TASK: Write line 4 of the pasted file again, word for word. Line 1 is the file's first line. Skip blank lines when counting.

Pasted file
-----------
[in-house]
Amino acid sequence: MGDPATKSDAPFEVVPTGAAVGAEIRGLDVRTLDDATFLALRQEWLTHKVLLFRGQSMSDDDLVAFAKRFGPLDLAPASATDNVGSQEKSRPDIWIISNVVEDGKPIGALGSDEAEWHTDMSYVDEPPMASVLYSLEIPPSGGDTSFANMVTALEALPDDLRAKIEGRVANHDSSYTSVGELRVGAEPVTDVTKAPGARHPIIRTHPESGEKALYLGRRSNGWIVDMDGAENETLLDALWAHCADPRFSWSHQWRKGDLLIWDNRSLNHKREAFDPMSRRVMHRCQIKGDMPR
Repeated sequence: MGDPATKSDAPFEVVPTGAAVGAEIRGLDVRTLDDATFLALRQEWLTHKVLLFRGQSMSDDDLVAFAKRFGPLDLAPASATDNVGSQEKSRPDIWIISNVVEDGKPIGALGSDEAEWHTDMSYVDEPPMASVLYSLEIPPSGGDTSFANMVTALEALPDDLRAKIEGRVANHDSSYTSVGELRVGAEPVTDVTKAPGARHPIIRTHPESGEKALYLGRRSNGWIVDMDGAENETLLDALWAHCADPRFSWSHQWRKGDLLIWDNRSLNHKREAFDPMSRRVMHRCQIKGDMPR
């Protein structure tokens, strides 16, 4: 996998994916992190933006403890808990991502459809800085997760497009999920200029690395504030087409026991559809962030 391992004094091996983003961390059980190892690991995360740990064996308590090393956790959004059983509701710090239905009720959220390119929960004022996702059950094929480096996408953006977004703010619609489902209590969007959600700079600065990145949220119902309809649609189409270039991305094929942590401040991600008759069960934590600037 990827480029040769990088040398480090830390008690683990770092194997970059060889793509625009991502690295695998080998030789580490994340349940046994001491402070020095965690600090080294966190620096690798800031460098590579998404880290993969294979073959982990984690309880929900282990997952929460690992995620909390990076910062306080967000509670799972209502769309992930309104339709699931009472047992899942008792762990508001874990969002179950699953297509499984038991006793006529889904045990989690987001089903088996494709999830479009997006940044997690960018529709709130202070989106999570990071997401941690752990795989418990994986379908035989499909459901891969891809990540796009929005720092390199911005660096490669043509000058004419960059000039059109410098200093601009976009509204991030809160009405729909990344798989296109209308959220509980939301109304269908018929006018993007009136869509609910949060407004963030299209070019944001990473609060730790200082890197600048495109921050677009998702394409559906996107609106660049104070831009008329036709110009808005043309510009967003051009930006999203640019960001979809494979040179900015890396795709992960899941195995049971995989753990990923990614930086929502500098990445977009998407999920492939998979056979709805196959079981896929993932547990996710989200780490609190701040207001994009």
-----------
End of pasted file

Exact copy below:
């Protein structure tokens, strides 16, 4: 996998994916992190933006403890808990991502459809800085997760497009999920200029690395504030087409026991559809962030 391992004094091996983003961390059980190892690991995360740990064996308590090393956790959004059983509701710090239905009720959220390119929960004022996702059950094929480096996408953006977004703010619609489902209590969007959600700079600065990145949220119902309809649609189409270039991305094929942590401040991600008759069960934590600037 990827480029040769990088040398480090830390008690683990770092194997970059060889793509625009991502690295695998080998030789580490994340349940046994001491402070020095965690600090080294966190620096690798800031460098590579998404880290993969294979073959982990984690309880929900282990997952929460690992995620909390990076910062306080967000509670799972209502769309992930309104339709699931009472047992899942008792762990508001874990969002179950699953297509499984038991006793006529889904045990989690987001089903088996494709999830479009997006940044997690960018529709709130202070989106999570990071997401941690752990795989418990994986379908035989499909459901891969891809990540796009929005720092390199911005660096490669043509000058004419960059000039059109410098200093601009976009509204991030809160009405729909990344798989296109209308959220509980939301109304269908018929006018993007009136869509609910949060407004963030299209070019944001990473609060730790200082890197600048495109921050677009998702394409559906996107609106660049104070831009008329036709110009808005043309510009967003051009930006999203640019960001979809494979040179900015890396795709992960899941195995049971995989753990990923990614930086929502500098990445977009998407999920492939998979056979709805196959079981896929993932547990996710989200780490609190701040207001994009």